Stripping and slashing

When I receive payment details from PayPal, names like “O’Toole” have backslashes added: “O\'Toole”.

Which practice is better: to remove the slashes 1) before inserting in the db or 2) before displaying the name in the browser? (And why?)

Do you have magicquotes on? Its been a while, but I don’t think paypal is shipping you the quotes if you don’t send them first.

You should never have magicquotes on. One of the most horrible ideas in the string of horrible ideas that went into PHP.

It is important that the slashes remain when inserted into the database. In the example you give, the apostrophe could be read as ending the string, causing an error. In general, slashes are also added to prevent malicious code from being executed.

Here is a bit of php code I uses to process the data before displaying:


foreach ($row as $k=>$v){


Thanks, that’s what I thought.

I think that the data in the database should not be escaped, so in the database it should be O’Toole.

Of course, when the data is going to the database, it should be escaped, as it’ll wreck your query otherwise (as Eruna says). Your database abstraction layer should be taking care of this for you though (e.g. PDO if you’re using PHP).

So in the PayPal example:

receive data from paypal
remove slashes from the name
process the order (send e-mails etc.)
insert into/ update in db (letting your abstraction layer take care of quoting, assuming you’re using something like PDO)

When displaying the information, the data should be escaped before it’s rendered into HTML. Not so much for the quotes, but more for HTML tags and JS injection etc.

Please take care not to confuse stripping and slashing with slashing strippers!
You can sent to jail!

In my particular case, I’ve got this order:

  • Receive data from PayPal
  • Check to make sure this isn’t a duplicate
  • Insert into (flat-file) database
  • Process the order

There’s no abstraction layer, but I understand the concept. I’m just wanting to make sure I do this similar to if I was using, say, MySQL.

So I’m leaving the slashes in place and using stripslashes() whenever the data is being displayed. Doing a search for “O’Toole” when it’s in the db as “O\'Toole” seems to work just fine. Any problems with that?

No problems there in terms of functionality, but there are concept issues.

I’m guessing the problem is that, if you’re using PHP, you have magic_quotes enabled. This means that everything is slashed before being put into the $_POST and $_GET arrays. It’s also very bad coding practise to have it enabled - escaping should be done by the developer for the correct circumstance.

If you are using MySQL, you’d use mysql_real_escape_string() on a string. That would convert “O’Toole” into “O\'Toole”, and the database reads that as “O’Toole” (the \ acts a denominator to prevent ’ meaning the end of a string value).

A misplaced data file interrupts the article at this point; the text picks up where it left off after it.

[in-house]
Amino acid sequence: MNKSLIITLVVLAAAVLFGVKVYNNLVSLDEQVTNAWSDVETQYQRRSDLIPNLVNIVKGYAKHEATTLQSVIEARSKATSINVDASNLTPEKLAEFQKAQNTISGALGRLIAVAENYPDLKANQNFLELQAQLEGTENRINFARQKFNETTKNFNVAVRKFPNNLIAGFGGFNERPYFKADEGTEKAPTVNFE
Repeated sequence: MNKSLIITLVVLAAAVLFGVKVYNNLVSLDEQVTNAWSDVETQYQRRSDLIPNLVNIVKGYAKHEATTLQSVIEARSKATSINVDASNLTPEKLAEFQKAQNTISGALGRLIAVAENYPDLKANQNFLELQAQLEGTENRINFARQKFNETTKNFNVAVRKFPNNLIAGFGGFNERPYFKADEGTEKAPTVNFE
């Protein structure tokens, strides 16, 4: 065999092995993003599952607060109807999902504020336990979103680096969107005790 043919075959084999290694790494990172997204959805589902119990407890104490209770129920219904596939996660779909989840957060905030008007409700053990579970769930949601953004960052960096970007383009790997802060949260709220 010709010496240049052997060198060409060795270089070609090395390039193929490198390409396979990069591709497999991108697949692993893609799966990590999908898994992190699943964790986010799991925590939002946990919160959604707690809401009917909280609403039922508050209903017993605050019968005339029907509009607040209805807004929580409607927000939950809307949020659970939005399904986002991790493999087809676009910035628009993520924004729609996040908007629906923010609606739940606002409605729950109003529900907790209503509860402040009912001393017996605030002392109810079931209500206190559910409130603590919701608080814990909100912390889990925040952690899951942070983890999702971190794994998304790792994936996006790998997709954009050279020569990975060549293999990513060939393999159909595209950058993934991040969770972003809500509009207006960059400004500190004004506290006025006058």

So if you have O\'Toole in the database, it means that “O’Toole” is being escaped twice - most likely by magic_quotes being enabled.

Of course, stripslashes would convert the \’ to ', but it makes no sense in terms of the programming to need to have to do that in the first place.

wwb_99 and Jake, you both are correct: magic_quotes_gpc is enabled. So, I guess I should be checking for this. Or should I?

[By way of explanation, this is a script that I inherited from a programmer who was, shall I say, loose in his coding. I’ve already dealt with bitwise OR that should have been logical OR, coding as if register_globals was on, code that resulted in a ton of notify-type errors,…]

The script is used by a lot of people on a lot of different servers. Up until now, magic quotes hasn’t been an issue; even now, the only problem seems to be names with apostrophes in them are displayed with a preceding backslash.

[As I mentioned before, I’m not using a “real” database. The information from PayPal is written to a text file. For various reasons, that won’t change soon.]

What’s the appropriate course of action given these circumstances? stripslashes() on all incoming data regardless of magic_quotes? Check for magic_quotes and do something different based on the setting? Or simply save the data as-is and stripslashes() when it’s used?

BTW, no strippers were harmed during the creating of this reply.

I have this in my bootstrap files:

  if (function_exists('get_magic_quotes_gpc') && get_magic_quotes_gpc()) {
    $_GET    = array_map('stripslashes', $_GET);
    $_POST   = array_map('stripslashes', $_POST);
    $_COOKIE = array_map('stripslashes', $_COOKIE);

Everyone above is correct as well - you should store ‘raw’ data ‘as-is’ in the database, and only escape it on output. Different applications using the data may require different escaping rules (or none at all maybe) so it’s better to have the original data in the database.

Of course, you should escape the data as appropriate when inserting into the database to ward of SQL injection attacks & invalid SQL, but that is a different issue.

There it is: clean and neat. Thanks, everybody, for your input. (Now if I could just get some love on this post.)

Quite frankly, if you are dealing with it in the database using a MODERN API like mysqli or PDO, OR in the markup, it should make ZERO difference as single quotes and double quotes outside of tags or inside queries SHOULD have zero effect.

There are ONLY three places it would be a concern is if you are using said values as a property for an attribute (in which case I’d probably strip it altogether), as part of a $_GET value or URL, or if you are not using prepared queries.

There is NO legitimate reason for doing it as content in your markup, and no legitimate reason for doing it in your database unless you’re building your query strings on the fly like the pinnacle of 1998 PHP coding.

But then, there’s a reason I laugh hysterically when I see people still talking about sanitizing values and magic quotes.